Goals 2000 Act Broadens Federal Role Legislation Is the Result of a Five-Year Effort to Define a National Consensus on Education
Laurel Shaper Walters, writer of The Christian Science Monitor, The Christian Science Monitor
PRESIDENT Clinton interrupted his recent vacation in California to sign the Goals 2000: Educate America Act. In so doing, he completed something he helped start five years ago when he was still governor of Arkansas.
In 1989, President George Bush gathered the nation's 50 governors for an education summit in Charlottesville, Va. Under the leadership of Bill Clinton, who was head of the National Governors Association at the time, the politicians outlined first-ever national education goals for the year 2000.
Despite the change in presidential administrations, the original impetus for this legislation has remained intact, says Chris Pipho, director of state relations for the Education Commission of the States in Denver.
Bush's "Education 2000" became "Goals 2000" under Clinton, but the effort to make the goals into law continued. "What we've seen is that education has stepped above politics a bit," Mr. Pipho says.
Clinton's Goals 2000 legislation does more than simply bring Congress on board with the education goals, however. It is a broad initiative to increase federal guidelines for public education and move the federal government beyond its traditional role of helping educate poor and disabled students and protect civil rights in schools.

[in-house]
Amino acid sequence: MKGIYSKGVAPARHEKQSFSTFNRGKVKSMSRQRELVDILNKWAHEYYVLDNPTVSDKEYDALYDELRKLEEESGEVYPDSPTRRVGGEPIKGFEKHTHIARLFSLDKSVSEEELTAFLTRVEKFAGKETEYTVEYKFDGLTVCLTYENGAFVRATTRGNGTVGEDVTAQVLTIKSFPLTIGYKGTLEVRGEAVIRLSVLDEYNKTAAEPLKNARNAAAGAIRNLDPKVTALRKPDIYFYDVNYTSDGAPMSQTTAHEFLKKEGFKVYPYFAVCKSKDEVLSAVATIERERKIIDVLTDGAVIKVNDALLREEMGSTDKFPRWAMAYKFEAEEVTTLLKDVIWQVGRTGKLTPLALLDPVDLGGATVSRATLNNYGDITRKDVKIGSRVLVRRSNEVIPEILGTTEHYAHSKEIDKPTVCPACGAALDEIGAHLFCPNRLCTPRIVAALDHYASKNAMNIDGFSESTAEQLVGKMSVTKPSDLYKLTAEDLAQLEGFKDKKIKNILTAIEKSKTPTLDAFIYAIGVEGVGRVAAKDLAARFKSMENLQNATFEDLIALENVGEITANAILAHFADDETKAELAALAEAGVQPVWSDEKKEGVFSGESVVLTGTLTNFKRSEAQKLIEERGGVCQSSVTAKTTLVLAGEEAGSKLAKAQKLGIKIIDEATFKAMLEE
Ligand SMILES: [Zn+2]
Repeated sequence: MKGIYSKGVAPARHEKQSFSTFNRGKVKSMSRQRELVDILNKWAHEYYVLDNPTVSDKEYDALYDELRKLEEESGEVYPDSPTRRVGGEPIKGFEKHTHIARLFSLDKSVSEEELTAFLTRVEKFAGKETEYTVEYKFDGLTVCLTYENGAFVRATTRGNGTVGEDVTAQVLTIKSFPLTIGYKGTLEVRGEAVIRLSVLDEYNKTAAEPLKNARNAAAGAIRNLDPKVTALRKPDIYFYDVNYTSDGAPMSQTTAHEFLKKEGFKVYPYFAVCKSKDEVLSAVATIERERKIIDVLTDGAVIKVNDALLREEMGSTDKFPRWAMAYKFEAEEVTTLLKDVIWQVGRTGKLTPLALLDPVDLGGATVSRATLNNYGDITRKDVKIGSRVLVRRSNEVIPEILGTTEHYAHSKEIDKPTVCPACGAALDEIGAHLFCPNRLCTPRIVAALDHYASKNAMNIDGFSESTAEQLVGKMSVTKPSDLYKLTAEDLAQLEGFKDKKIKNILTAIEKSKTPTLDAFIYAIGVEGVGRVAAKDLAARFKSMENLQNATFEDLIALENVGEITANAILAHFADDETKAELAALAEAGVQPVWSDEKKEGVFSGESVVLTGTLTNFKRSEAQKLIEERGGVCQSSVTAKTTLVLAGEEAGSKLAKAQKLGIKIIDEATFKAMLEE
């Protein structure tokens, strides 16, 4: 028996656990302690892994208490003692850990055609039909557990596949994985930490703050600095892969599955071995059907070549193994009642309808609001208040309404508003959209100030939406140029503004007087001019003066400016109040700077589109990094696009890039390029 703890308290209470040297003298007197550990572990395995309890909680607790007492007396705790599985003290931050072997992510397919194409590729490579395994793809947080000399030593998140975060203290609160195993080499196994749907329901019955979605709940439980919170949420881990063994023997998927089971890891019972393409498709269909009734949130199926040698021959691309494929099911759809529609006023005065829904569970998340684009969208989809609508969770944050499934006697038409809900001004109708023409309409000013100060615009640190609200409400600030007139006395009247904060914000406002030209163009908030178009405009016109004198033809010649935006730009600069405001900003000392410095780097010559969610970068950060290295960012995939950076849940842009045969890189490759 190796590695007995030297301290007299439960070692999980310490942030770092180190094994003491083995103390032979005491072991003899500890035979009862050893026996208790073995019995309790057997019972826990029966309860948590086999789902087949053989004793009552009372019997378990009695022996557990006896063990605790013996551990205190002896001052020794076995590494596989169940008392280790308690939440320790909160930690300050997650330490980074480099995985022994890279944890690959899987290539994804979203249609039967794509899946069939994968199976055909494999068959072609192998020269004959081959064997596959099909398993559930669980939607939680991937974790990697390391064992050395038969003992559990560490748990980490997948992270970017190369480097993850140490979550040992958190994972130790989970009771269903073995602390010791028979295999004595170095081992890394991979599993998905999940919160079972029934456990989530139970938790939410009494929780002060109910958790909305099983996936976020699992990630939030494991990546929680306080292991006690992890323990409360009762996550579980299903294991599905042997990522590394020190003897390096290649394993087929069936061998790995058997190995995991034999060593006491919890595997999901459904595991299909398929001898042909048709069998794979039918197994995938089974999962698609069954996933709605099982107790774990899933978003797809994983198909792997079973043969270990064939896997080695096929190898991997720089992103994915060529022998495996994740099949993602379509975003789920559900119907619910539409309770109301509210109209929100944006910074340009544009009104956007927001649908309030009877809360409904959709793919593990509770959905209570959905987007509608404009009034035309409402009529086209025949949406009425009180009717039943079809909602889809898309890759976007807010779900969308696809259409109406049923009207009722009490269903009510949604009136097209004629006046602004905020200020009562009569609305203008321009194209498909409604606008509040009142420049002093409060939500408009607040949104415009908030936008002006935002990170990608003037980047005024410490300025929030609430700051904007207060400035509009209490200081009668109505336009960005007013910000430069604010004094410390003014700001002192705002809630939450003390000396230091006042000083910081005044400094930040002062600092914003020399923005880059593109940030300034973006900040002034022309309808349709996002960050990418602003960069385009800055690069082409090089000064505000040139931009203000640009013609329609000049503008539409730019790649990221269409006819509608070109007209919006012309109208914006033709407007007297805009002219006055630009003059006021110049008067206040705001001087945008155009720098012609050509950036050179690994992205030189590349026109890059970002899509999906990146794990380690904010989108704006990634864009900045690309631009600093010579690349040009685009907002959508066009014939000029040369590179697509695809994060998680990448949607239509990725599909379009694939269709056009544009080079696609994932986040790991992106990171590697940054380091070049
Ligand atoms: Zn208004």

This is the most sweeping education legislation to pass Congress in decades, Pipho says. "For the most part, what we've done with education-related legislation in the last decade or so is to add on to the original programs," he says.
In recent years, however, economic competition from abroad has prompted both educators and politicians to push for a national effort to improve American schools.
Goals 2000 codifies the governors' six original education goals and adds two more: improved teacher training and increased parental involvement (see complete list, below left). The goals have been in place for four years already.
Yet the prospects for success in the year 2000 are mixed. Educators generally agree that American students have little hope of being first in the world in mathematics and science in just six years, for example.
But the legislation also authorizes nationwide academic standards for what students should know by the time they reach grades 4, 8, and 12.
"What this bill does for the first time in the entire history of the United States of America is to set world-class education standards for what every child in every American school should know in order to win when he or she becomes an adult," Clinton said just before signing the bill at a San Diego elementary school.
At least 45 states are planning, developing, or implementing new curriculum standards on their own, according to Policy Studies Associates in Washington.
The only subject with completed national standards is math. …